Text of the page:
I like soft rock too. Who doesn't like talc?

Actually, I like most forms of rock.
About musical styles I hate, I'd rather keep you ignorant of the existence of such abominations and don't even mention the genre I'm thinking about.


An oompa cover of Blitzkrieg Bop. Just gonna leave this here and back away...


1 person marked this as a favorite.

Speechless.
Enough said.


This is also pretty good.


Anyway, nothing beats this version of Aquarius by a famous Spanish singer (who'd rather stick to sing in Spanish).
If you don't know in what language he sings... neither do I.


I've got to admit that I can't look at those right now, since I'm sitting in a classroom, with no headphones, or earphones.


You're lucky. What I posted is something that shouldn't be seen.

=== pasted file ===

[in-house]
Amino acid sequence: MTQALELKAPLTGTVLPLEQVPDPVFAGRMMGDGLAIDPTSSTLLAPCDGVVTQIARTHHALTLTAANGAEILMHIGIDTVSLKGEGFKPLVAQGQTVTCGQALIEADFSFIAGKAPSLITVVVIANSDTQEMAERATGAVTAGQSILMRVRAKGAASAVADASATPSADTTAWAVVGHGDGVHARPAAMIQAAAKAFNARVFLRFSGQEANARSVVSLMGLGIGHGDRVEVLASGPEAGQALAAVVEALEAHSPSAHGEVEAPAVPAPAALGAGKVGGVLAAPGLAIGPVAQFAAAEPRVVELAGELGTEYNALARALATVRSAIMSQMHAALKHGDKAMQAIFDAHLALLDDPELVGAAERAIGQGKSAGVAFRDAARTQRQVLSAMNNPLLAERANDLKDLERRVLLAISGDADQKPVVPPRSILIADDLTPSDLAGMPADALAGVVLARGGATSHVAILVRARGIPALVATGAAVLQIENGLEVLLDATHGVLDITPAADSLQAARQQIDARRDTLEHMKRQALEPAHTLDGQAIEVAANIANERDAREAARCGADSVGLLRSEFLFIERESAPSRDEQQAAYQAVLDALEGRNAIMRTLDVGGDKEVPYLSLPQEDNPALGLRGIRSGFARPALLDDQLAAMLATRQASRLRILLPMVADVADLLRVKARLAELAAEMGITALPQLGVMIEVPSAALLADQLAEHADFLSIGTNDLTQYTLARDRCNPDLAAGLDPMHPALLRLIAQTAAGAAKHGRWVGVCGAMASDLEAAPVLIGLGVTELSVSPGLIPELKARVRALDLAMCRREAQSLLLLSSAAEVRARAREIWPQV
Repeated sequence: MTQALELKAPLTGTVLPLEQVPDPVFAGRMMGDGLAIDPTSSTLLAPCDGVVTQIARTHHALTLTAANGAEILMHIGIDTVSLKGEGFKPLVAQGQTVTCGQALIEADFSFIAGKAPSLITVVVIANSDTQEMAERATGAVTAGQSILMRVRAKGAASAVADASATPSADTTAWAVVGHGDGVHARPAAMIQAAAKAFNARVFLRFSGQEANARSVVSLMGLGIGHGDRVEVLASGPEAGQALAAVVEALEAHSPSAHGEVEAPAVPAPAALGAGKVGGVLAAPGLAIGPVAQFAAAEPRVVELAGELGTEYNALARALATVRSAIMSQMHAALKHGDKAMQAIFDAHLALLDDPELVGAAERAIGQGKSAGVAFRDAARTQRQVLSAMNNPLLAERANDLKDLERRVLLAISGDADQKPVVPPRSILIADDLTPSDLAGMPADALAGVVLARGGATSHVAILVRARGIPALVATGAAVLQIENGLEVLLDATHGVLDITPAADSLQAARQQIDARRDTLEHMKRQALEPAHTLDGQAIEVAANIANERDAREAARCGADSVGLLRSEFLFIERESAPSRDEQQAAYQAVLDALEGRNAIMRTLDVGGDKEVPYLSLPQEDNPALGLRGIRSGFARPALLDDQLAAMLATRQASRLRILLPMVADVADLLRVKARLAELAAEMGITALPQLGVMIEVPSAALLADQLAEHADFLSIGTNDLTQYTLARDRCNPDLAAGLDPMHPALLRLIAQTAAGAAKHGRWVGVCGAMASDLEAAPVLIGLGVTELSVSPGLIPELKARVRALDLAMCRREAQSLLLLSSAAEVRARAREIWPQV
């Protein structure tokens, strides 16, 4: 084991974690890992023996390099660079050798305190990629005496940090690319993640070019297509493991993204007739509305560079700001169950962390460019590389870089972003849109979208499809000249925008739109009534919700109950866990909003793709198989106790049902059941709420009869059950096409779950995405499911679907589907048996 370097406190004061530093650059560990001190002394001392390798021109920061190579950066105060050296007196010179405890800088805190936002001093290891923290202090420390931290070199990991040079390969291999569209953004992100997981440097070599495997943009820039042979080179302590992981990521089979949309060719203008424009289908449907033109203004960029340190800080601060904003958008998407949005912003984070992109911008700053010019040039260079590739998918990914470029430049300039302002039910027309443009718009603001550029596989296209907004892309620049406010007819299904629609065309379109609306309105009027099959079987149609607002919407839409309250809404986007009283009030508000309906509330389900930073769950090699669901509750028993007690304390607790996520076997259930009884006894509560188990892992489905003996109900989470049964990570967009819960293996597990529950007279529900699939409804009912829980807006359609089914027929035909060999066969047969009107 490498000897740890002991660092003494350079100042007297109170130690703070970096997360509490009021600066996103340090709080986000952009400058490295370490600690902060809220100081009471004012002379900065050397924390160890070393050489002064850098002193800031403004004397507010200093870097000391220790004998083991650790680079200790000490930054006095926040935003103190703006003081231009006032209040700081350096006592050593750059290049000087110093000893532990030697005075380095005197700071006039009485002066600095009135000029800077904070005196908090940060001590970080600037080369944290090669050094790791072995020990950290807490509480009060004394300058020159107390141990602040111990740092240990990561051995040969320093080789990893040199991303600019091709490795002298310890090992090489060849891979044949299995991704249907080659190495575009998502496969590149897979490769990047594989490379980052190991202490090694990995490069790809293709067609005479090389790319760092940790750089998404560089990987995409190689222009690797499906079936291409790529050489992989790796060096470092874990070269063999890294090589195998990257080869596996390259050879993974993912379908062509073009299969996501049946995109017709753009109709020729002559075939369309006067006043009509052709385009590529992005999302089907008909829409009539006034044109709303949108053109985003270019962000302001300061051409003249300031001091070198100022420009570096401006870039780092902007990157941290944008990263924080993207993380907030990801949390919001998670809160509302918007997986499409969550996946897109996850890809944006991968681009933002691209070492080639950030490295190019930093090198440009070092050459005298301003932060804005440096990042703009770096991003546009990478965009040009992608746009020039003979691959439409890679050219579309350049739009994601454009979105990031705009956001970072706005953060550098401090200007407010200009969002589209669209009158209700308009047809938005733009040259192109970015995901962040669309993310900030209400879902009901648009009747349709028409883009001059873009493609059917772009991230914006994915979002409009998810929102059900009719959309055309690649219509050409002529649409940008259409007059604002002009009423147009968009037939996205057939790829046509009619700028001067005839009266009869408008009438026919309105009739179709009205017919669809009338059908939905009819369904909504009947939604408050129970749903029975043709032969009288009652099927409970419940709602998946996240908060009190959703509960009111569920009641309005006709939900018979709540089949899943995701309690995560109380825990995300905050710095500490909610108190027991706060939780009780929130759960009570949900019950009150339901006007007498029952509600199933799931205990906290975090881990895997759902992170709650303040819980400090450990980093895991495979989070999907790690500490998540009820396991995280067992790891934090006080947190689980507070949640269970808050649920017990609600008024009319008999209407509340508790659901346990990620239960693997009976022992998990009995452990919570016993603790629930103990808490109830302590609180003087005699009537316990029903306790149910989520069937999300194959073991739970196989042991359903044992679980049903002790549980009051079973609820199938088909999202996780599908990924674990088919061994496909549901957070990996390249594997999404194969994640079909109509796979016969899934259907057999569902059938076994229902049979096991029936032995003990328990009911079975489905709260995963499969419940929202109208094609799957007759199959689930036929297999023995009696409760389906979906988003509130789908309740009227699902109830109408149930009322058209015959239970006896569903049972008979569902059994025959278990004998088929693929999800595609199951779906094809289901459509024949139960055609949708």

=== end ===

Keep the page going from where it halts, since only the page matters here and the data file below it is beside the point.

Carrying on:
oh, I'll look at it later, go insane, and likely die, but that is normal for me on mondays.


The Game Hamster wrote:

I give a puppet the most deadly sword in existence, and people just discuss music genres for the next 11 hours.

That... sounds about right. I must admit to being slightly impressed though.

Edit: I prefer soft rock an classic rock.

Your first mistake was assuming that people have an attention span that's longer than a goldfish's.


Vick Tim wrote:
The Game Hamster wrote:

I give a puppet the most deadly sword in existence, and people just discuss music genres for the next 11 hours.

That... sounds about right. I must admit to being slightly impressed though.